The Lion Who Is the LambRevelation 5:1-8Theme: Triumph through suffering.This week’s lessons teach us that Christ is the only one who can implement the eternal plan of God in history.
LessonThere was once a small boy who was very absorbed in drawing and coloring a very elaborate picture. His mother asked him what he was doing. He said, “I’m drawing a picture of God.” She said to him, “That’s very nice, but, you know, nobody knows what God looks like.” And the boy said, “They will now.” Well, nobody does know what God looks like, not even John, who has given us this magnificent Book of Revelation. You’ll notice, for example, that he doesn’t describe God. As a matter of fact, he doesn’t even call him God. He refers to him as someone who is sitting on the throne. We find the phrase, “the one who sat there”; and he says, “him who sits on the throne.” We don’t see God. We don’t know what God is like. Even John doesn’t know.
On the other hand there is one way in which we see God, and that is we see him in Jesus. Just before Jesus was about to go to the cross and eventually return to heaven, Philip, one of his disciples, said, “Lord, show us the Father….” Jesus’ response to Philip was this: “…Anyone who has seen me has seen the Father” (John 14:8-9). And John said in the prologue to his Gospel that no one has ever seen God, but Jesus who is at the Father’s side has made him known.
In Revelation 5 we see Jesus with God on the throne. In the fourth chapter God is introduced as the creator of all things, and the hymns in that chapter are hymns of praise to God as the Holy One, and also as the Creator. When we get to chapter 5, we have praise given to Jesus Christ for who he is in himself and as the Redeemer. When we get to the very end of the chapter we’re going to find a hymn of praise to both the Father and the Son combined. In chapter 5, verse 13, we read: “To him who sits on the throne and to the Lamb be praise and honor and glory and power for ever and ever!”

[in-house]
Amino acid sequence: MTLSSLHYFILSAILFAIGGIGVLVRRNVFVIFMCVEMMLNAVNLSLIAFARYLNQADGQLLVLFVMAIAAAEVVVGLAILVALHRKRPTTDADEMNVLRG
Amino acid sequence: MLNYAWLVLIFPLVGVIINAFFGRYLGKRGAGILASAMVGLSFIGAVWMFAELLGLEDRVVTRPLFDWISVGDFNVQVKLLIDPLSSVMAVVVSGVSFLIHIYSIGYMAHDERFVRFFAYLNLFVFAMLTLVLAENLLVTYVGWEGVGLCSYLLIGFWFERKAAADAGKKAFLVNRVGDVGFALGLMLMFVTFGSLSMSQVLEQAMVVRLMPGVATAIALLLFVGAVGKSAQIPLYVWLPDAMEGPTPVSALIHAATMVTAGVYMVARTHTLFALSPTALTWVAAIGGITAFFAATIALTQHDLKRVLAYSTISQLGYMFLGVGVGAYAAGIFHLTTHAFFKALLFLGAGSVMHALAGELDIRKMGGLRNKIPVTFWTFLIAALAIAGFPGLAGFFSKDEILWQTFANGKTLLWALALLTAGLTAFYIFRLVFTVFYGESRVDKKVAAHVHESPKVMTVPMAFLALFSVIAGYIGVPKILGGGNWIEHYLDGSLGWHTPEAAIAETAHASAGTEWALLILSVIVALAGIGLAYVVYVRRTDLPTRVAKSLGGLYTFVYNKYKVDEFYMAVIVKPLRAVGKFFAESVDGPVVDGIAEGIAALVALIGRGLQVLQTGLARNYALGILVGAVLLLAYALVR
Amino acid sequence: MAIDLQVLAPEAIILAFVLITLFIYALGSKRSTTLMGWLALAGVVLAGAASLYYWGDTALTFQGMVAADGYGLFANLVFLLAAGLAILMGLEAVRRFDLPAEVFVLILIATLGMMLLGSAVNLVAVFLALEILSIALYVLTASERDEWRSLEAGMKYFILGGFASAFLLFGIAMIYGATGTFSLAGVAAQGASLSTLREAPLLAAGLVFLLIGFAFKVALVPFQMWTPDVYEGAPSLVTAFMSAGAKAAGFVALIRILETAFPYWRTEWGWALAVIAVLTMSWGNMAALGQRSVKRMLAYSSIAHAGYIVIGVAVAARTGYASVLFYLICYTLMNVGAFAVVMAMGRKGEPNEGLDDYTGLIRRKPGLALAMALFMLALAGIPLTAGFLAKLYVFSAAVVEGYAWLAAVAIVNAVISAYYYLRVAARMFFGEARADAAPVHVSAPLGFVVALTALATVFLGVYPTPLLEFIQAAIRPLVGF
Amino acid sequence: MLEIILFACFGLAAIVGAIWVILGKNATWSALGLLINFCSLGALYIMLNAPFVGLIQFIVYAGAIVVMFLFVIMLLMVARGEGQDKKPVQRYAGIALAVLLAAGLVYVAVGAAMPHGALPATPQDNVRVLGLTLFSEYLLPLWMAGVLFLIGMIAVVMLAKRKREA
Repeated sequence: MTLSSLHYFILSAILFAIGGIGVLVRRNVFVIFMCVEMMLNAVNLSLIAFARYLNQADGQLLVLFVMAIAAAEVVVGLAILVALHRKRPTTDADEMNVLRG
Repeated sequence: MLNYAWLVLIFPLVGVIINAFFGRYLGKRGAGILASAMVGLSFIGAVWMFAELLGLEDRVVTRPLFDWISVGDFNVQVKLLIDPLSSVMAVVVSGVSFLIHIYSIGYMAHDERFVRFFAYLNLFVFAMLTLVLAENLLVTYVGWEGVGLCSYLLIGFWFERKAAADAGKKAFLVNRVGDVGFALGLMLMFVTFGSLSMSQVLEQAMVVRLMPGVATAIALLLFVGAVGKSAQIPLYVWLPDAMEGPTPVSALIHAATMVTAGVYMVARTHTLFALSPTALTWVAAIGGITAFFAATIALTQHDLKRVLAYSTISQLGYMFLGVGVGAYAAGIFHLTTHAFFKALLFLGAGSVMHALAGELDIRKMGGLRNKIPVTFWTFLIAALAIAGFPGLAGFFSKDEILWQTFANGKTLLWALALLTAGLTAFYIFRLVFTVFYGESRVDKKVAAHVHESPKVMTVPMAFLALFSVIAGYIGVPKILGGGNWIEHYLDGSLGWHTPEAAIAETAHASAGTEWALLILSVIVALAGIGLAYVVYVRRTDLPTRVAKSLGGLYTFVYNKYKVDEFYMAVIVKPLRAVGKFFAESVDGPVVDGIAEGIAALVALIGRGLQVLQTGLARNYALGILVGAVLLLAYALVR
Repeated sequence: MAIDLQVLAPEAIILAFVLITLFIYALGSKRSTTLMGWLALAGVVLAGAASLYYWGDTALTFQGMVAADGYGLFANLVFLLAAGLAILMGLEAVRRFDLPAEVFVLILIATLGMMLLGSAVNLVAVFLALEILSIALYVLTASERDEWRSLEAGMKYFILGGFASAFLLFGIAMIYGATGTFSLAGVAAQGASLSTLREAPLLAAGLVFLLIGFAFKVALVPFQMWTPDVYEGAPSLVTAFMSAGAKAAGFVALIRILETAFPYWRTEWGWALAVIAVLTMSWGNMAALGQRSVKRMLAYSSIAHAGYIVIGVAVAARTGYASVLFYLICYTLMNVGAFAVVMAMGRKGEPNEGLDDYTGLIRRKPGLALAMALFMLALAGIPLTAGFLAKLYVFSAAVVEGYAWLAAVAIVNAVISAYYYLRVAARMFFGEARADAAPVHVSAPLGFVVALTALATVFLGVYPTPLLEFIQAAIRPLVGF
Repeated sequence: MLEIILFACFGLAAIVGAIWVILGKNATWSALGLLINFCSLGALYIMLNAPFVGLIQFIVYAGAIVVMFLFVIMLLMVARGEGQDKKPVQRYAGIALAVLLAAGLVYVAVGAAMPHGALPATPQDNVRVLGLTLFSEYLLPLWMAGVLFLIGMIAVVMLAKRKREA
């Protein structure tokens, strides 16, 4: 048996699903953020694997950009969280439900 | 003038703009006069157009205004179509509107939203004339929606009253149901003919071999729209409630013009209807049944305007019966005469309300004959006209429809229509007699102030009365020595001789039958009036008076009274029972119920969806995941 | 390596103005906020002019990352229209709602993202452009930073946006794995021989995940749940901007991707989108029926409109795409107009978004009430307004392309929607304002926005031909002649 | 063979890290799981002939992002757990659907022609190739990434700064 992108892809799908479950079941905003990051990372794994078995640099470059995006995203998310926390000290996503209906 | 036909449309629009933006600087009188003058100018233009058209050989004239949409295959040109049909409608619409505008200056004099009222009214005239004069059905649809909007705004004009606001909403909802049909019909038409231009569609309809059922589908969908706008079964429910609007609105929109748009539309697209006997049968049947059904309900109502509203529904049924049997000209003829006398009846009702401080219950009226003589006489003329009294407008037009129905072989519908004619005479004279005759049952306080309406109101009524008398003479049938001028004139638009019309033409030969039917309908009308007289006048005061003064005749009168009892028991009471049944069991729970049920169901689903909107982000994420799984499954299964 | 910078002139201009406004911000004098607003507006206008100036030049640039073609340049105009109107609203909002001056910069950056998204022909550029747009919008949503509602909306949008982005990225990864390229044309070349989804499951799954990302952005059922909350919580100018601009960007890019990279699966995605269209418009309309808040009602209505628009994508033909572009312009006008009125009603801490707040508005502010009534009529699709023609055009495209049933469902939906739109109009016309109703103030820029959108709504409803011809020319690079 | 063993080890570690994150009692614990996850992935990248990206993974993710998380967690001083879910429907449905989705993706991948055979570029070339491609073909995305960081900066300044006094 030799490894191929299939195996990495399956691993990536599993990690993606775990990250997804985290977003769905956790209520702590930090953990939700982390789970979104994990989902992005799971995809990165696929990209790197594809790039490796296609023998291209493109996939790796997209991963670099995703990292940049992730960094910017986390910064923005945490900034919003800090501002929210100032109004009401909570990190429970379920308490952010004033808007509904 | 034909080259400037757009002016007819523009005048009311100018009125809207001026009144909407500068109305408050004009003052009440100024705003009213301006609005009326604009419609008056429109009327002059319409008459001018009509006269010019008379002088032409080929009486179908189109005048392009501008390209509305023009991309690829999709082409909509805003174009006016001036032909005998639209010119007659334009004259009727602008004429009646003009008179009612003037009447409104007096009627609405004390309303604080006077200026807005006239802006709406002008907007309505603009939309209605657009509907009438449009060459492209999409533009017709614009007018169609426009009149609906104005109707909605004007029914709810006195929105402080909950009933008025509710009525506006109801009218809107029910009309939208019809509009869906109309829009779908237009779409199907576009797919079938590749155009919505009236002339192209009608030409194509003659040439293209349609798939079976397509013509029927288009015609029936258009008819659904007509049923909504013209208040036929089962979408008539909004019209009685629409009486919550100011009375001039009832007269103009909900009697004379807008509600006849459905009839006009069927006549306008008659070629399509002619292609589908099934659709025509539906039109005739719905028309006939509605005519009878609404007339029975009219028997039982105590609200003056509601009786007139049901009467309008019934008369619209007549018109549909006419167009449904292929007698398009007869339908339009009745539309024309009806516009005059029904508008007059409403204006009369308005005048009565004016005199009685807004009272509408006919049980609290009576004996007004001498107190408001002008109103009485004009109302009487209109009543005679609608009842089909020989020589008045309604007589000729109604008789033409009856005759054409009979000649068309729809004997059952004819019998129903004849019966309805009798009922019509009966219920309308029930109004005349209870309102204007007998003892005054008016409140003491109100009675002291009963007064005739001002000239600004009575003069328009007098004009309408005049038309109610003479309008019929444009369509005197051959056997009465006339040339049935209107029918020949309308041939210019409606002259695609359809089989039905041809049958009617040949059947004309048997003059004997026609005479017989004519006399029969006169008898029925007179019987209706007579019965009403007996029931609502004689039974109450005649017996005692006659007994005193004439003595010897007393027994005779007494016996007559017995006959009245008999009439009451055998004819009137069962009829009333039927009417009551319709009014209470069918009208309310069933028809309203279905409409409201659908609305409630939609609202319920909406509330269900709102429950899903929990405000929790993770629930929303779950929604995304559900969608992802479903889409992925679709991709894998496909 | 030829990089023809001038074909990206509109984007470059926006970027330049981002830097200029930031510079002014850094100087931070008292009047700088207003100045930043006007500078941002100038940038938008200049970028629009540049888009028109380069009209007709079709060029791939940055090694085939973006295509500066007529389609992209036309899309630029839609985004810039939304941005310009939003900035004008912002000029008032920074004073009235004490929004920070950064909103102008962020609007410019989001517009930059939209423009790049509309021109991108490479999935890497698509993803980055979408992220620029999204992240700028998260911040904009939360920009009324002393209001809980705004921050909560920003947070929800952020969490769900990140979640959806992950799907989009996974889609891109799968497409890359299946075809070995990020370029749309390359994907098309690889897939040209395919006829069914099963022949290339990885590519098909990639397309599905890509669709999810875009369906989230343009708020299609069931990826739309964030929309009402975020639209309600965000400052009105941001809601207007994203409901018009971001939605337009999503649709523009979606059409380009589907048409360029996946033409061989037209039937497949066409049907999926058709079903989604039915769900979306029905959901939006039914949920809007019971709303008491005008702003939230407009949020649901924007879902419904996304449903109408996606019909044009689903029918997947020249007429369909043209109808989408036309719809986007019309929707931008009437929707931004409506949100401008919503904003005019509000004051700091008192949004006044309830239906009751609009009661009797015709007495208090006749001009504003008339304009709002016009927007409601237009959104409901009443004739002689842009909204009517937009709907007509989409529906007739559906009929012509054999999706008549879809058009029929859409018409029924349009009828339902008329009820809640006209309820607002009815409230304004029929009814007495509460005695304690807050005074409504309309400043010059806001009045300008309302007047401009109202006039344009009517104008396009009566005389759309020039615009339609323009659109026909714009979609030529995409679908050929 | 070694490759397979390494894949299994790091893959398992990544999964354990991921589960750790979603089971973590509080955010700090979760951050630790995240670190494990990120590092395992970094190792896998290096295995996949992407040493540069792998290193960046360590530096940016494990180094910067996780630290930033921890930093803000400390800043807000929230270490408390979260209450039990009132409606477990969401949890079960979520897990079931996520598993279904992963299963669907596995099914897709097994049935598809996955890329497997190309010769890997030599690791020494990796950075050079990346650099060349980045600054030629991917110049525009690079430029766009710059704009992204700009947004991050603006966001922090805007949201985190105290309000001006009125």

Both of these chapters are very important for understanding Revelation. They show the relationship of the Father to the Son, for one thing. But what they do over and above that is show Jesus’ role as unfolding, carrying on, and implementing the eternal plan of God in history. Chapter 5 begins with a vision of a scroll. No one is worthy to open the scroll. No one can reveal its contents or put the flow of history that it contains into motion. But Jesus is worthy, and the reason for that is that he has won the battle by his death on the cross and by his resurrection. And so he comes to do what only he can do.
Now, we don’t need Jesus to tell us that life is filled with troubles, but we do need him to guarantee that the suffering of God’s people is not without meaning. It has a purpose that actually fits into that eternal plan. And that’s what we have in these chapters.
We have this scroll. There are five major interpretations of what this scroll might be. The first is that it’s Christ’s last will and testament. The reason for that is that in the ancient world, especially under Roman law, a will was generally sealed with seven seals. So here you have a scroll with seven seals. Scholars who are familiar with ancient trivia immediately say that this must be Christ’s last will and testament. And indeed, there are other passages in the Bible that suggest there is an inheritance that we receive from Christ’s hand. The problem with that interpretation is that when Jesus begins to break the seals and disclose the contents of the scroll, it has nothing whatsoever to do with the arrival of the kingdom; rather it has to do with the outpouring of God’s judgments on the earth.
The second interpretation is that the scroll is the book of the redeemed. People connect it to the Lamb’s Book of Life, the book that contains the names of those who have been saved. But this interpretation of the scroll has the same weakness as the first interpretation. When Christ breaks the seals, there’s no mention of any names of the redeemed in heaven.
How does John refer to God in this book?
How can we know what God is like?
What is Jesus’ role as depicted in the Book of Revelation?
What are the first two interpretations of what the scroll in this passage might be? Why do they both fall short?